Senate passes legislation to legalize hemp as agricultural commodity
The Senate passed legislation on Thursday that would legalize hemp as an agricultural commodity.
The bill, a key priority of Senate Majority Leader Mitch McConnell (R-Ky.), was included in a mammoth farm bill that cleared the Senate 86-11.
"I have heard from many Kentucky farmers who agree it’s time to remove the federal hurdles and give our state the opportunity to seize its full potential and once again become the national leader for hemp production. That is why I strongly advocated for this measure to be included in the Farm Bill," McConnell said in a statement after the farm bill passed the Senate.
He added that "for far too long, the federal government has prevented most farmers from growing hemp."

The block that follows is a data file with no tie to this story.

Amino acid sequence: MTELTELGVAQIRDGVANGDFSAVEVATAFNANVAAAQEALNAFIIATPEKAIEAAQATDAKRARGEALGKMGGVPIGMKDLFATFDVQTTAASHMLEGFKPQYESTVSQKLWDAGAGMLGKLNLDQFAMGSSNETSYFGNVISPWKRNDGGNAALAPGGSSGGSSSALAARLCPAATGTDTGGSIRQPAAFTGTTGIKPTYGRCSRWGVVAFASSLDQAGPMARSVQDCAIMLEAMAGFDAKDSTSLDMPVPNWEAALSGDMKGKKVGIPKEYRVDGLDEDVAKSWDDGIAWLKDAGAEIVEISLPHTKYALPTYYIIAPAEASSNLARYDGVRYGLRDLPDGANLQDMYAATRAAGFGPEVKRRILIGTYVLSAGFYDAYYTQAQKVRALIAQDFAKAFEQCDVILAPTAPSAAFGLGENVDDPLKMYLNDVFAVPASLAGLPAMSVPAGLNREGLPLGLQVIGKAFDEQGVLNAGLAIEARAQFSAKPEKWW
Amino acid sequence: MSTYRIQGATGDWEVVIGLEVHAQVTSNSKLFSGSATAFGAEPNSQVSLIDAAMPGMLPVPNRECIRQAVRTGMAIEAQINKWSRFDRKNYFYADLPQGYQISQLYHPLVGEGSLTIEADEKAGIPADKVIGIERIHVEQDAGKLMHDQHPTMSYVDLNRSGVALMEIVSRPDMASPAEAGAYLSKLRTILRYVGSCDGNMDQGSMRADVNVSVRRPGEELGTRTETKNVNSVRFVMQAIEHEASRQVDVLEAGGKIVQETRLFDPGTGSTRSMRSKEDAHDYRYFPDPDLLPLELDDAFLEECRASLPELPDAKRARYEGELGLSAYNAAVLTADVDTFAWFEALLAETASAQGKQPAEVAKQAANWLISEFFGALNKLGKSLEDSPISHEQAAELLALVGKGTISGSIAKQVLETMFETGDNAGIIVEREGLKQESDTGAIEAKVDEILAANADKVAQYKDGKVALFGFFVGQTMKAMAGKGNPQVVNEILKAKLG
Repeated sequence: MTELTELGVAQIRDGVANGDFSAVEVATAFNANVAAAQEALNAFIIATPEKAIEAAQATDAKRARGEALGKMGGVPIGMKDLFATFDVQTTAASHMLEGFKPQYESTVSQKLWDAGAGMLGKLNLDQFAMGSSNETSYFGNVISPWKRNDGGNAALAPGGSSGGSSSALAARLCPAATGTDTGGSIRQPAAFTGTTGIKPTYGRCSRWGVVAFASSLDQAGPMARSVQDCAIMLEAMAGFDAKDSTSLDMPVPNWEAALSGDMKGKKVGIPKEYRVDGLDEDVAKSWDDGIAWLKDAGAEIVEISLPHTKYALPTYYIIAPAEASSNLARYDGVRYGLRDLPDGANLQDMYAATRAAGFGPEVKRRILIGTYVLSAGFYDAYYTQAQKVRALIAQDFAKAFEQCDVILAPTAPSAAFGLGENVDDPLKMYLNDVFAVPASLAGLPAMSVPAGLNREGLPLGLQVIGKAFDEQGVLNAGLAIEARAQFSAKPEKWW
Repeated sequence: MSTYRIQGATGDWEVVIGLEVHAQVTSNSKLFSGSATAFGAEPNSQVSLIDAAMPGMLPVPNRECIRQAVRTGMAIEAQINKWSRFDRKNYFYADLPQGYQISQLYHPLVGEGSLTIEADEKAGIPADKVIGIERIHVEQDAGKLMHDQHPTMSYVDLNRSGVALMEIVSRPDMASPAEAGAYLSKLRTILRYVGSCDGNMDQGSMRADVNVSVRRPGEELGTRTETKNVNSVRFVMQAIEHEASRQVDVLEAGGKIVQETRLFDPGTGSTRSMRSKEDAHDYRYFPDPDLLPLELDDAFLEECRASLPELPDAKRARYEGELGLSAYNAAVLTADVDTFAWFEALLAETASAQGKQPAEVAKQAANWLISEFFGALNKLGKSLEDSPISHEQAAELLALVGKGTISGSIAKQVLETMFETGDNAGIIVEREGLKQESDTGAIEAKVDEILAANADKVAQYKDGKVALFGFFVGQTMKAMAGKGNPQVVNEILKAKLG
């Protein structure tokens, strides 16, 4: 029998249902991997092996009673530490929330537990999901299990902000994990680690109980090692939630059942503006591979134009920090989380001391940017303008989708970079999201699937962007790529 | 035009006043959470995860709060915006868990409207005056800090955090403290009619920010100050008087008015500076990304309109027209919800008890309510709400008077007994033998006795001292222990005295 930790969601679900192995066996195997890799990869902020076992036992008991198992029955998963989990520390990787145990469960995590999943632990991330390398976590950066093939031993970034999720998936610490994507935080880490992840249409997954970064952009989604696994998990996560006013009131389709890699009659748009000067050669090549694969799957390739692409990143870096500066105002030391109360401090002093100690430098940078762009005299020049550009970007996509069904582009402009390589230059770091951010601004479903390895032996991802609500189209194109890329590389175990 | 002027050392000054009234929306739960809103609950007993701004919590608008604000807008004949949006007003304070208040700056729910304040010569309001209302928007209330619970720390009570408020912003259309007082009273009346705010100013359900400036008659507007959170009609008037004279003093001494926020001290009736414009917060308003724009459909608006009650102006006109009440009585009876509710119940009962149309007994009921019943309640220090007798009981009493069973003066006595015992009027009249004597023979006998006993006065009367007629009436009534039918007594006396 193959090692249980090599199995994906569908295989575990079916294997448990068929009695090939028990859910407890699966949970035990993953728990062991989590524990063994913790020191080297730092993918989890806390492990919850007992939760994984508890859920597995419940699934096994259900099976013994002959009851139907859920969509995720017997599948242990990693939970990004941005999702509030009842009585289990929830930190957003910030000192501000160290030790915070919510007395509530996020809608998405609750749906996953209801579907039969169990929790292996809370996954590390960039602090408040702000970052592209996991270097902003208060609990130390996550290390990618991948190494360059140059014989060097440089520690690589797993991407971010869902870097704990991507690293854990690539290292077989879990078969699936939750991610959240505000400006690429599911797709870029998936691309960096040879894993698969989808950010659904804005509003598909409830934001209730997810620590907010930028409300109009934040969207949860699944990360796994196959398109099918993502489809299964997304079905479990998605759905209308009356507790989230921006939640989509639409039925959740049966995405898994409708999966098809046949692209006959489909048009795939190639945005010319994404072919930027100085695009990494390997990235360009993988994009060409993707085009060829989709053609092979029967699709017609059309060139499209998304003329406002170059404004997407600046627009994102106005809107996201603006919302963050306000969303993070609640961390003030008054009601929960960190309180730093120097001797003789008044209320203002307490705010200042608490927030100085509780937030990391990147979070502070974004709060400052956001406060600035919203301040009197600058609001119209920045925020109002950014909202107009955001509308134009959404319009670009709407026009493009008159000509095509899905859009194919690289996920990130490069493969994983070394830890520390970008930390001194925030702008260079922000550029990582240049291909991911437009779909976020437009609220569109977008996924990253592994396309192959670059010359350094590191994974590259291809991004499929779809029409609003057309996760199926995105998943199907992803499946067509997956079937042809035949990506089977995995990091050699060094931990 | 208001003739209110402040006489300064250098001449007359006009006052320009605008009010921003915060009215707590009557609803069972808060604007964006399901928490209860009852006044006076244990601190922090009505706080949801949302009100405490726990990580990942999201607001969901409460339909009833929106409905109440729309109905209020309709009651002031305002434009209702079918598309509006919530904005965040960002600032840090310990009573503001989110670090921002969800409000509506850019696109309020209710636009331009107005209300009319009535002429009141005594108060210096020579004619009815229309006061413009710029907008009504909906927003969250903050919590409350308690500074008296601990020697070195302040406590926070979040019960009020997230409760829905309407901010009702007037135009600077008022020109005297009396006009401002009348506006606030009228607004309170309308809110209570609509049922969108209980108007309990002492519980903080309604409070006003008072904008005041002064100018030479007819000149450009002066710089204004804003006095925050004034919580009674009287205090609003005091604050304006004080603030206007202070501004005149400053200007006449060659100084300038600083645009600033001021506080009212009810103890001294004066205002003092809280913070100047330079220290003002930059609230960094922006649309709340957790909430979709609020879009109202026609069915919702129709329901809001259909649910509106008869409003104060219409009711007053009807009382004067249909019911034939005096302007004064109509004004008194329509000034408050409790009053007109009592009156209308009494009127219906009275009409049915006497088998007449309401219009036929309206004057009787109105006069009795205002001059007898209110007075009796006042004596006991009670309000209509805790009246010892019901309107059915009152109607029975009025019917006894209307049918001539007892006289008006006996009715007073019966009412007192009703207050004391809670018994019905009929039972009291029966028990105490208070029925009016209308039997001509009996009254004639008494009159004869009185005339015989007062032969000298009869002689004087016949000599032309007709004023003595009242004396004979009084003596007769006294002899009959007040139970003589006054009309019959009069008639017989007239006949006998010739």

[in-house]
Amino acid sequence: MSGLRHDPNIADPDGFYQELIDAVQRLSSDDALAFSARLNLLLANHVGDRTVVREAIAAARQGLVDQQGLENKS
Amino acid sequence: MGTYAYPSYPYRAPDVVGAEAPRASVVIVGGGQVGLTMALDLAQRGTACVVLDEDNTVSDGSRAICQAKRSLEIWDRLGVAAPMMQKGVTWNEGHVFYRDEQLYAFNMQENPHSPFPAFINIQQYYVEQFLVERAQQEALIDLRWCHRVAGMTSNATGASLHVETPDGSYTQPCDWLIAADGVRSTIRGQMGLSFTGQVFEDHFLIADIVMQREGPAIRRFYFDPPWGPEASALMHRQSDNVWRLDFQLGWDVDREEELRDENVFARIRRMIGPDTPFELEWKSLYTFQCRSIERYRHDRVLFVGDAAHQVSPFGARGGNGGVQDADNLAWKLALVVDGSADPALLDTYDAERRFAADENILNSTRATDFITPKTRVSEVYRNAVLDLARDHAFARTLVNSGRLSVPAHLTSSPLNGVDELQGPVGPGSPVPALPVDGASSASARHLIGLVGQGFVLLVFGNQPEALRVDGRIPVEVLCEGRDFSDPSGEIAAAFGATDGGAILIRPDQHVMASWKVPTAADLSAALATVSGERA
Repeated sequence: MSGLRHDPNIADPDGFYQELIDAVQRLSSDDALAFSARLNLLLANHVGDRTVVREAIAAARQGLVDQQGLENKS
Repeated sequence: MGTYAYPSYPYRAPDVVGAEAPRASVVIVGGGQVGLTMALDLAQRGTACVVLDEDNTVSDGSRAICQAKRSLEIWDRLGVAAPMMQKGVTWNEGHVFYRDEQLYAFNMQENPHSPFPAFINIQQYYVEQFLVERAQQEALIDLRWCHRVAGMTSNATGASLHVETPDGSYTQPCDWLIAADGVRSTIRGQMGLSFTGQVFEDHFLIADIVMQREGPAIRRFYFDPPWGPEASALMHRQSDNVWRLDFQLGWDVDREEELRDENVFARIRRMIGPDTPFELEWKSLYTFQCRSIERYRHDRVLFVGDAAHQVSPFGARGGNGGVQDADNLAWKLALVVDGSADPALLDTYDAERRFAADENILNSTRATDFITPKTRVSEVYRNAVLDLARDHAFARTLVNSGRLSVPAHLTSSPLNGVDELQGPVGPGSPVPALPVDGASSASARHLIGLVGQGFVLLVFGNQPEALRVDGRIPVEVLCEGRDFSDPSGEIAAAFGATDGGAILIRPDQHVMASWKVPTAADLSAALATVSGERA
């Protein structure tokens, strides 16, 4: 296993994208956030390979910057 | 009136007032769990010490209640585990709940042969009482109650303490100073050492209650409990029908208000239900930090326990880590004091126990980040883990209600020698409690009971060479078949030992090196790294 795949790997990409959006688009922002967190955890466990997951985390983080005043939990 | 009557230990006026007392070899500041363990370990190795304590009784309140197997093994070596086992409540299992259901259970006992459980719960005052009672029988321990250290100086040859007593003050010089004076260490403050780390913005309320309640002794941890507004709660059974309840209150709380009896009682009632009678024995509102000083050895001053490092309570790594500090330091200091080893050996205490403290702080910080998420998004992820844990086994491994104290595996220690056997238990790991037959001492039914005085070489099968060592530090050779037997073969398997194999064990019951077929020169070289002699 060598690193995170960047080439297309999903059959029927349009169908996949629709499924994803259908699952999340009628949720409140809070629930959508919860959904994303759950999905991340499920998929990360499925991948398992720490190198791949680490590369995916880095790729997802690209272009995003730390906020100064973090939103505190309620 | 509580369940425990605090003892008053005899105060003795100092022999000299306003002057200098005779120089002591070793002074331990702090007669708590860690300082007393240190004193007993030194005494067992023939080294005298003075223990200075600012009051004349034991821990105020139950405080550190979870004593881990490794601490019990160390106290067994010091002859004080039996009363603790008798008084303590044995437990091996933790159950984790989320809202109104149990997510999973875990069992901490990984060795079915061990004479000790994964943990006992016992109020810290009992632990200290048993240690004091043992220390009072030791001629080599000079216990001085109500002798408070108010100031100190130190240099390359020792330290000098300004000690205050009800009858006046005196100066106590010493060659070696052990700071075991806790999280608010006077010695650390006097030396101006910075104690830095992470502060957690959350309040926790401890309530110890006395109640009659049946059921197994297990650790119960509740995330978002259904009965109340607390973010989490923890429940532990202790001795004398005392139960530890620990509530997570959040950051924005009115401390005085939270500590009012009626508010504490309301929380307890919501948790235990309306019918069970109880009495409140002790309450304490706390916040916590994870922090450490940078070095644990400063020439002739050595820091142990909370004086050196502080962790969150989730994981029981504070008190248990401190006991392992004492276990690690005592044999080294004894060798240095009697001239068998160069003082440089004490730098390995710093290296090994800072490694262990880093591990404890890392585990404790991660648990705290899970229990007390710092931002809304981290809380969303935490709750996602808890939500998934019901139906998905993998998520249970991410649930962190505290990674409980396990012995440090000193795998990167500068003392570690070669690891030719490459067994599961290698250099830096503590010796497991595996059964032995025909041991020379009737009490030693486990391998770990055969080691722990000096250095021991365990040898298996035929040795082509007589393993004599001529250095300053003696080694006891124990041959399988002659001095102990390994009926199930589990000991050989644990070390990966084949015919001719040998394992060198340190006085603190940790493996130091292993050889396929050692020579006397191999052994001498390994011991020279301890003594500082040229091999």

McConnell, as well as Sens. Ron Wyden (D-Ore.), Jeff Merkley (D-Ore.) and Rand Paul (R-Ky.), introduced their hemp legislation as a stand-alone bill in April, before getting it included in the Senate's farm bill.
The bill would legalize hemp, removing it from the federal list of controlled substances and allowing it to be sold as an agricultural commodity.
It would also allow states to regulate hemp, as well as allow hemp researchers to apply for grants from the Agriculture Department and make hemp farmers eligible for crop insurance, according to McConnell's office.
The Senate's farm bill still needs to be merged with a competing version from the House before it can be sent to the White House for President Trump's signature.
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